When he told Shore, who is Noah's running coach, earlier in the month, Shore recalled thinking: "I didn't think it was a good idea, but I knew it would be good for him. ... I'm used to Noah coming up with crazy ideas."

Noah quickly realized that the challenge of the run wasn't just the distance but the running surface.

"Running on the side of 17 is brutal," he said. "There's just like this 2-foot-wide embankment that, after a while, disappears where you are either running in the road or in the grass. And there are more ant hills than I could ever imagine on the side of the road. So it was like an obstacle course. I was jumping in and out of grass and anthills, soft and uneven surfaces."

Day 1 included the longest leg, 33 miles, and wrapped up at the Park West track. Earlier this month, Mount Pleasant Town Council voted unanimously to name the track after Peyton because of his inspiring participation in track and football at the facility.

"When I got to the track, I just lost it. I was flooded with emotions because this was where I watched Peyton play football, throw javelin and run the 1,500," Noah said, adding that starting Day 2, with Jen, from the track was different.

"As emotional and draining as it was the day before, it (being at the track) pushed me to go," Noah said.

Day 2, Christmas Day, included a couple of detours off of 17, the first via Isle of Palms, Sullivan's Island (where the Moores got married) and the Old Village of Mount Pleasant, where Peyton had attended school at Mount Pleasant Academy. Noah stopped at the school where a bench honoring Peyton is located. While he started to feel drained from the running, it didn't compare to the emotional drain Noah felt during that stop.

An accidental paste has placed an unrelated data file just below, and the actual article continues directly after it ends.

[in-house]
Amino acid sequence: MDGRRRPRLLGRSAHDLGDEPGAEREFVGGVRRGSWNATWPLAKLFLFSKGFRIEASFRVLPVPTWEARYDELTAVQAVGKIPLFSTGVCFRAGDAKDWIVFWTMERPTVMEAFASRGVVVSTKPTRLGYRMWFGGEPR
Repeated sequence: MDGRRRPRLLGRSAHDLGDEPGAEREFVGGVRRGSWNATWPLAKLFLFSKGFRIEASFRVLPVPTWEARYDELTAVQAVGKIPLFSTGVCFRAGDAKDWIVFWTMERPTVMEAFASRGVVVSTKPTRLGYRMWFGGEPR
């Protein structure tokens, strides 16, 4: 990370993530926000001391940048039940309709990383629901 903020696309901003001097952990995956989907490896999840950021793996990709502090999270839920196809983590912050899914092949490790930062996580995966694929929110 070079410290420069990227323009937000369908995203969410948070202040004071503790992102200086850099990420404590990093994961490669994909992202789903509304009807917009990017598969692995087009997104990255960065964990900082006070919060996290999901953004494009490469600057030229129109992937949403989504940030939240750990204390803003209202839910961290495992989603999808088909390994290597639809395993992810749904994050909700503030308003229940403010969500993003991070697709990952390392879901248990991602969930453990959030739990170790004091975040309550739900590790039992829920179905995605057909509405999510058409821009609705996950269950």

"It (the drain) pulls at you," Noah said.

Day 2 included a harder than usual climb over the Cooper River bridge, which Noah said is harder after logging 52 miles in two days, a detour around the Charleston Battery, and a finish of his 27-mile day at John Wesley United Methodist Church on Savannah Highway.

While Days 1 and 2 had their mixture of adrenaline, adventure and emotion, Day 3 was the true test of Noah's grit.

"I felt like I could do it, but I was kind of hurting at the beginning. It took eight miles before my legs felt like they were loosening up. I'd almost rather run 88 miles straight than to take three days because you get really tight taking stops."

Plus, he was back on to navigating the uneven terrain and ant hills of U.S. 17. Jockeying between road and shoulder and jumping over ant hills was starting to take its toll on his ankles. Yet despite the aches and pains, it paled in the face of what he and Jen have had to endure since June.

Noah was buoyed by Jen's encouraging text messages - "You got this. You got this!" - and Shore's companionship along the run. With about eight miles left, Noah knew he would finish.

When he made the turn and saw the Edisto River, he was stoked. But upon coming up to the county line, that turned to one last welling of emotion during this long, hard journey that is truly far from over.

Shore noted that Noah celebrated the finish by drinking a can of Peyton's favorite drink, Minute Maid Light Lemonade, despite the fact that Noah is allergic to lemons and the drink gave him "a scratchy throat" for the rest of the day.

A year ago, the Moores would have never envisioned this as their next Christmas memory. And Noah wishes it wasn't.

"Believe me, on Christmas, I would have much rather have been in my pajamas, opening presents with my little boy, than running," said Noah, though adding that he and Peyton would have gone on a run later in the day.

"You can't get over this stuff," said Noah of loss of a child or other loved one. "All you can do is go through it. And I was going through it. Running is insane, but it keeps me sane."

And yet the running still can't fill the void in his life.

"I still miss Peyton every single minute of the day," Noah said.

Reach David Quick at 937-5516.